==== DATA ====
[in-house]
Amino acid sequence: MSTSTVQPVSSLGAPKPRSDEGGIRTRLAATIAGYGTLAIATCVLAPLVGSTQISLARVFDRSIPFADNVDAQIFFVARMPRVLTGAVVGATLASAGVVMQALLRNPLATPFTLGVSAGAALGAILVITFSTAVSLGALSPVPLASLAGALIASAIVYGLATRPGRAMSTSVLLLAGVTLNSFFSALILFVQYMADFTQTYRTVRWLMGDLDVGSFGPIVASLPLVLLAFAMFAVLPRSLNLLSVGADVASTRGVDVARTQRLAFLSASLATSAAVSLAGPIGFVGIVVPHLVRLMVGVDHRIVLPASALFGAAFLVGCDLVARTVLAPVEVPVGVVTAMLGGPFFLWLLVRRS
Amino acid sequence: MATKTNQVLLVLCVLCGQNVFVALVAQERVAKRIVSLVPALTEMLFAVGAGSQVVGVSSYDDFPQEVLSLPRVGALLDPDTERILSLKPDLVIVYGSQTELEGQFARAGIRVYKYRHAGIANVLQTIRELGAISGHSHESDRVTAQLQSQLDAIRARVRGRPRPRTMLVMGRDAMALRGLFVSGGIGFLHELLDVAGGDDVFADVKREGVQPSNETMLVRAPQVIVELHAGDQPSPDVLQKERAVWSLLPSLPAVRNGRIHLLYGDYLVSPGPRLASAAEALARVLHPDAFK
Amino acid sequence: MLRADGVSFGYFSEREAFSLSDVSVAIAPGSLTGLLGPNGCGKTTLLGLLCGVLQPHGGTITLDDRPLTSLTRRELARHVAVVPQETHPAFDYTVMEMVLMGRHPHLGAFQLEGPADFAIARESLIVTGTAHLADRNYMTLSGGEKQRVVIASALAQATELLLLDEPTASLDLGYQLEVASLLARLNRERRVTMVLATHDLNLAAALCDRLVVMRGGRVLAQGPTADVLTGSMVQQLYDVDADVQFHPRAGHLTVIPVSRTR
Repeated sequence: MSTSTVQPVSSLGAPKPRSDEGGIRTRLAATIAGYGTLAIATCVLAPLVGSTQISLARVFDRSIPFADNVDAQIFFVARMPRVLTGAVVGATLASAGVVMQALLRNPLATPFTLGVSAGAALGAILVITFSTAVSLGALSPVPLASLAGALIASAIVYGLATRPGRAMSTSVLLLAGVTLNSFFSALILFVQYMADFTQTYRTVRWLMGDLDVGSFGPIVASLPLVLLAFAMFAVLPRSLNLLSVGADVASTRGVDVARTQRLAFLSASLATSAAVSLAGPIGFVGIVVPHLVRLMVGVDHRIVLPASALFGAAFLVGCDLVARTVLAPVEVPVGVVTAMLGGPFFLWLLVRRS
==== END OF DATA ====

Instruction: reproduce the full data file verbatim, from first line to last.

[in-house]
Amino acid sequence: MSTSTVQPVSSLGAPKPRSDEGGIRTRLAATIAGYGTLAIATCVLAPLVGSTQISLARVFDRSIPFADNVDAQIFFVARMPRVLTGAVVGATLASAGVVMQALLRNPLATPFTLGVSAGAALGAILVITFSTAVSLGALSPVPLASLAGALIASAIVYGLATRPGRAMSTSVLLLAGVTLNSFFSALILFVQYMADFTQTYRTVRWLMGDLDVGSFGPIVASLPLVLLAFAMFAVLPRSLNLLSVGADVASTRGVDVARTQRLAFLSASLATSAAVSLAGPIGFVGIVVPHLVRLMVGVDHRIVLPASALFGAAFLVGCDLVARTVLAPVEVPVGVVTAMLGGPFFLWLLVRRS
Amino acid sequence: MATKTNQVLLVLCVLCGQNVFVALVAQERVAKRIVSLVPALTEMLFAVGAGSQVVGVSSYDDFPQEVLSLPRVGALLDPDTERILSLKPDLVIVYGSQTELEGQFARAGIRVYKYRHAGIANVLQTIRELGAISGHSHESDRVTAQLQSQLDAIRARVRGRPRPRTMLVMGRDAMALRGLFVSGGIGFLHELLDVAGGDDVFADVKREGVQPSNETMLVRAPQVIVELHAGDQPSPDVLQKERAVWSLLPSLPAVRNGRIHLLYGDYLVSPGPRLASAAEALARVLHPDAFK
Amino acid sequence: MLRADGVSFGYFSEREAFSLSDVSVAIAPGSLTGLLGPNGCGKTTLLGLLCGVLQPHGGTITLDDRPLTSLTRRELARHVAVVPQETHPAFDYTVMEMVLMGRHPHLGAFQLEGPADFAIARESLIVTGTAHLADRNYMTLSGGEKQRVVIASALAQATELLLLDEPTASLDLGYQLEVASLLARLNRERRVTMVLATHDLNLAAALCDRLVVMRGGRVLAQGPTADVLTGSMVQQLYDVDADVQFHPRAGHLTVIPVSRTR
Repeated sequence: MSTSTVQPVSSLGAPKPRSDEGGIRTRLAATIAGYGTLAIATCVLAPLVGSTQISLARVFDRSIPFADNVDAQIFFVARMPRVLTGAVVGATLASAGVVMQALLRNPLATPFTLGVSAGAALGAILVITFSTAVSLGALSPVPLASLAGALIASAIVYGLATRPGRAMSTSVLLLAGVTLNSFFSALILFVQYMADFTQTYRTVRWLMGDLDVGSFGPIVASLPLVLLAFAMFAVLPRSLNLLSVGADVASTRGVDVARTQRLAFLSASLATSAAVSLAGPIGFVGIVVPHLVRLMVGVDHRIVLPASALFGAAFLVGCDLVARTVLAPVEVPVGVVTAMLGGPFFLWLLVRRS